“We did not give it to him,” the seven-time Derby winner said at his Churchill Downs barn Sunday morning, eight days after Medina Spirit won America’s biggest race at 12-1 odds. “The vet, no one, has ever treated him with it. This is a gut punch for something I didn't do. It's disturbing. … I don't know what's going on in racing right now, but there's something not right. I don't feel embarrassed. I feel like I was wronged. We're going to do our own investigation.”

Baffert continued: “I do not feel safe to train. It's getting worse and to me, you know going forward, how do I enjoy training? How do I move forward, knowing something like this could happen? It's complete injustice but I'm going to fight it tooth and nail. I owe it to the horse, to the owner and our industry. … These contamination levels—I'm not a conspiracy theorist, I know not everyone is out to get me—but there's definitely something going on. Why is it happening to me?”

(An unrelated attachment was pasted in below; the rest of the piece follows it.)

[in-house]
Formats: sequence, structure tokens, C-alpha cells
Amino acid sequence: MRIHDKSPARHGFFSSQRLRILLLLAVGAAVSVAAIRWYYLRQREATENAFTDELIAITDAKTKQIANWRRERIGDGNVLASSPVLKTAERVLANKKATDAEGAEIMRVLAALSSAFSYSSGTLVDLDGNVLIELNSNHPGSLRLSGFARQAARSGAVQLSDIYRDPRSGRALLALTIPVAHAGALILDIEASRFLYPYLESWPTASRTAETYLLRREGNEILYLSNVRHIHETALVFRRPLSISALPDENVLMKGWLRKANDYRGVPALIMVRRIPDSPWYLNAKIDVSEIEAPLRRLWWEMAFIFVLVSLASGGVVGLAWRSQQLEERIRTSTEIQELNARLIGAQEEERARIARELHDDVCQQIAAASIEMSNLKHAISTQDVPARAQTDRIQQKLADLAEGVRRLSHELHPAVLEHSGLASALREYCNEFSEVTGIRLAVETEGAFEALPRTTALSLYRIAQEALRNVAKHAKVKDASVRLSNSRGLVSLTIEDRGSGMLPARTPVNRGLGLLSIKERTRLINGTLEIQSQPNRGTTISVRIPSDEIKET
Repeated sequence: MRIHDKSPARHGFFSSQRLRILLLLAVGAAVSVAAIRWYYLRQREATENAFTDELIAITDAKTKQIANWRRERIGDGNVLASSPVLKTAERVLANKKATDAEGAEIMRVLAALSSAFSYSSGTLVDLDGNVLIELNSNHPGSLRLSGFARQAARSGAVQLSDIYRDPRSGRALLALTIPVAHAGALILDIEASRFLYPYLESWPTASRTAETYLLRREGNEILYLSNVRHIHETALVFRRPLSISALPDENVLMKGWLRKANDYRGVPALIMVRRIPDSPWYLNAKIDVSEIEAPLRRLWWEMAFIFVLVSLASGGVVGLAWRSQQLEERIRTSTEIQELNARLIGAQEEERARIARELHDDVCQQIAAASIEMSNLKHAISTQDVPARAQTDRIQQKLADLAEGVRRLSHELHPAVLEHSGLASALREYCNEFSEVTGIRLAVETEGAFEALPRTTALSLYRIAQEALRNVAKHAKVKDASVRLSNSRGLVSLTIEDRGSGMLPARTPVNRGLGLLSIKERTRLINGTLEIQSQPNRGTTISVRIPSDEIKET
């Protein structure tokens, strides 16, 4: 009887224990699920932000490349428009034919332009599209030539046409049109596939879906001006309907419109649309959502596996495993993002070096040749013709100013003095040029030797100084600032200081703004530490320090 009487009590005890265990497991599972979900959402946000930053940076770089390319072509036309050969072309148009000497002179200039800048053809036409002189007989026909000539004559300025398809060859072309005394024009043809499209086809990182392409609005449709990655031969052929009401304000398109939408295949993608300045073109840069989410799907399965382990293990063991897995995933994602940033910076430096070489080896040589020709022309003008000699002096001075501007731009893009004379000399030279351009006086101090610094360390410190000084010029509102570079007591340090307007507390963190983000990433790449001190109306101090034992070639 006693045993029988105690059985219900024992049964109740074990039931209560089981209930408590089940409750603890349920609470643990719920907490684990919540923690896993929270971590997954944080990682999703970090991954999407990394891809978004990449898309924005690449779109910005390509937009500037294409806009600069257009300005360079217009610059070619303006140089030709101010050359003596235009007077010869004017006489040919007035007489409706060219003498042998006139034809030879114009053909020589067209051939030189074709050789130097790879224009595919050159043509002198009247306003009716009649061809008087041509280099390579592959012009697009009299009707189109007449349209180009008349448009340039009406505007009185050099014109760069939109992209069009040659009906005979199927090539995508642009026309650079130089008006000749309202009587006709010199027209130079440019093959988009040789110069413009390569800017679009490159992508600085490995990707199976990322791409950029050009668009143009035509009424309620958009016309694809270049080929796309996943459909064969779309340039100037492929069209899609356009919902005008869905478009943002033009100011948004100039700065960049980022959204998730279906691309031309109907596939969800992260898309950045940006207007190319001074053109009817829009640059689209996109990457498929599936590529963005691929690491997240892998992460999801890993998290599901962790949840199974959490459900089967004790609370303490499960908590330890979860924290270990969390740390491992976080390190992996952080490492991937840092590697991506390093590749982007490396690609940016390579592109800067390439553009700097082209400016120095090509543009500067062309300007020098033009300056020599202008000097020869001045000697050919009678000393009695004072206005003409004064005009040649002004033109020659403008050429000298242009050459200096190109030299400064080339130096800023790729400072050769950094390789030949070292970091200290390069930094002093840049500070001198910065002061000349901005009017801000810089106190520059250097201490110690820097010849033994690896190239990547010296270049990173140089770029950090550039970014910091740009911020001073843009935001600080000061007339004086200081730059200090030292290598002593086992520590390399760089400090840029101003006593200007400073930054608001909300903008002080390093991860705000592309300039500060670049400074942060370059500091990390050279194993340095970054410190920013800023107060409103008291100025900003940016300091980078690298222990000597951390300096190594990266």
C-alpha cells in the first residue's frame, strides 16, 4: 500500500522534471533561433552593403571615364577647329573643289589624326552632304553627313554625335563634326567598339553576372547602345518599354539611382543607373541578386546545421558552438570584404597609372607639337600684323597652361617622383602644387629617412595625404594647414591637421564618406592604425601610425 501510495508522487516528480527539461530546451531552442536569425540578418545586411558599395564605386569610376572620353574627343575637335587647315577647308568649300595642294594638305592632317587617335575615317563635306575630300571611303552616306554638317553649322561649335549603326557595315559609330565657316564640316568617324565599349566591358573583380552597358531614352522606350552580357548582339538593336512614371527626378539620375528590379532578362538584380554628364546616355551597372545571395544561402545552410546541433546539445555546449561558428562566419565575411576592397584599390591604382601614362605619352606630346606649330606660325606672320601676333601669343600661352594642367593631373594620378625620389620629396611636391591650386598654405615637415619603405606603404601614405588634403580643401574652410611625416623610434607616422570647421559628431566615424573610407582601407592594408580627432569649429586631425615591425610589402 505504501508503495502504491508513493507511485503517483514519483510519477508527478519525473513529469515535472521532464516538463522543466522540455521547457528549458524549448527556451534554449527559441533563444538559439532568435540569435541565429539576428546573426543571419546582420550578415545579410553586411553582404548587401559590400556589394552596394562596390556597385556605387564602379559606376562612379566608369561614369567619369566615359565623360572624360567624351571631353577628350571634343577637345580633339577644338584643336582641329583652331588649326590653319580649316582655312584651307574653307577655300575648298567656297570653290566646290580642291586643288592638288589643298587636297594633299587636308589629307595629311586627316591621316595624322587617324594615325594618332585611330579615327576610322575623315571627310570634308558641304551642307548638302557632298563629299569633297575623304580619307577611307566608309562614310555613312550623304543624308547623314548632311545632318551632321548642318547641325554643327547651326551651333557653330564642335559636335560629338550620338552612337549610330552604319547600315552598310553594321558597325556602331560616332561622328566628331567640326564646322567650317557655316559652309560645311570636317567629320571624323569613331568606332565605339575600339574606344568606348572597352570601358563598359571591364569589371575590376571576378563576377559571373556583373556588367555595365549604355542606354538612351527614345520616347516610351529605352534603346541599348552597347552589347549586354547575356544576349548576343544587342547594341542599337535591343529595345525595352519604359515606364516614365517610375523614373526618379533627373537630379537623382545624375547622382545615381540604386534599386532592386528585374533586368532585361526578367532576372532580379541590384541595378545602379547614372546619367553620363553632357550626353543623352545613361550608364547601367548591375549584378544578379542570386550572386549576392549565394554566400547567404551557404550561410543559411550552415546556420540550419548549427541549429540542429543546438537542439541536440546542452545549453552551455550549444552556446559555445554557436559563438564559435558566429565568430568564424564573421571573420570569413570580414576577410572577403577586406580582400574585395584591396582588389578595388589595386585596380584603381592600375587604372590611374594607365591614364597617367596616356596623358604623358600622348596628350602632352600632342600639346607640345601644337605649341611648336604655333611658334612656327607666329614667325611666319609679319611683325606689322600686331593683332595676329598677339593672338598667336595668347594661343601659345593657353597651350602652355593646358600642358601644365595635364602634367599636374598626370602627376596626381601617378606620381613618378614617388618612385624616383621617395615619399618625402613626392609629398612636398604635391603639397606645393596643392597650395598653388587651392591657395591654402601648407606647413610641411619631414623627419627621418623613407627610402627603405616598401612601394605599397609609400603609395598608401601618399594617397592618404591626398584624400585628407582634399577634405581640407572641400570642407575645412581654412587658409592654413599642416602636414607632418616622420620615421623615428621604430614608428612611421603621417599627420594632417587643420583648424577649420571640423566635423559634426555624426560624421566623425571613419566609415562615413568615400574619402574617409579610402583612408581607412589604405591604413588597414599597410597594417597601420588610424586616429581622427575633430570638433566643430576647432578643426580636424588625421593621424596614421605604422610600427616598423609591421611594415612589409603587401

Why indeed, Bob? Why is there always a new problem for the most successful trainer in the sport?

At this point, it’s up to Baffert to supply a compelling answer to that question, not the rest of us. It’s his job to convince the world that he’s not what he seems to be. A man who has been a lighting-rod figure in racing for a quarter century has now seen his leaking credibility reach the saturation point. Churchill Downs, which always has welcomed Baffert with open arms, announced Sunday that it has suspended the California-based trainer.